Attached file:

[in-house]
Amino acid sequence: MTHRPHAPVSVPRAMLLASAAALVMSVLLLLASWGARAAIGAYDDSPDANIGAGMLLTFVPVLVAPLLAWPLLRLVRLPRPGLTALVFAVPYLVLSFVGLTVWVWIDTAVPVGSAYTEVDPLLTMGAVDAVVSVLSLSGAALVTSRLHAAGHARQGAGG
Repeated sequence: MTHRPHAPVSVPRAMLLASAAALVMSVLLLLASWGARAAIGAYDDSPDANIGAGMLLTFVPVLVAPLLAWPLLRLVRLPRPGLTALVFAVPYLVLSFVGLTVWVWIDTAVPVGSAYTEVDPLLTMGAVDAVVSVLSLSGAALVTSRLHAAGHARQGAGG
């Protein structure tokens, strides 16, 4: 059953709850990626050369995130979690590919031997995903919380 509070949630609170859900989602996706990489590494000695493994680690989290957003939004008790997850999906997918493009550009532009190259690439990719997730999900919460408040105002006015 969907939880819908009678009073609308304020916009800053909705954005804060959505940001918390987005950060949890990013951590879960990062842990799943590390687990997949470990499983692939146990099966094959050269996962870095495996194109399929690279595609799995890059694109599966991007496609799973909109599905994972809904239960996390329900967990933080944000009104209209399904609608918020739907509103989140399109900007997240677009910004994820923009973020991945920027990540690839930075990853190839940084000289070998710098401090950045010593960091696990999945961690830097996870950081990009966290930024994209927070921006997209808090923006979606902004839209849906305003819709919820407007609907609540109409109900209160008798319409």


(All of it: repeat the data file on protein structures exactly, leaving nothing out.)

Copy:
[in-house]
Amino acid sequence: MTHRPHAPVSVPRAMLLASAAALVMSVLLLLASWGARAAIGAYDDSPDANIGAGMLLTFVPVLVAPLLAWPLLRLVRLPRPGLTALVFAVPYLVLSFVGLTVWVWIDTAVPVGSAYTEVDPLLTMGAVDAVVSVLSLSGAALVTSRLHAAGHARQGAGG
Repeated sequence: MTHRPHAPVSVPRAMLLASAAALVMSVLLLLASWGARAAIGAYDDSPDANIGAGMLLTFVPVLVAPLLAWPLLRLVRLPRPGLTALVFAVPYLVLSFVGLTVWVWIDTAVPVGSAYTEVDPLLTMGAVDAVVSVLSLSGAALVTSRLHAAGHARQGAGG
């Protein structure tokens, strides 16, 4: 059953709850990626050369995130979690590919031997995903919380 509070949630609170859900989602996706990489590494000695493994680690989290957003939004008790997850999906997918493009550009532009190259690439990719997730999900919460408040105002006015 969907939880819908009678009073609308304020916009800053909705954005804060959505940001918390987005950060949890990013951590879960990062842990799943590390687990997949470990499983692939146990099966094959050269996962870095495996194109399929690279595609799995890059694109599966991007496609799973909109599905994972809904239960996390329900967990933080944000009104209209399904609608918020739907509103989140399109900007997240677009910004994820923009973020991945920027990540690839930075990853190839940084000289070998710098401090950045010593960091696990999945961690830097996870950081990009966290930024994209927070921006997209808090923006979606902004839209849906305003819709919820407007609907609540109409109900209160008798319409």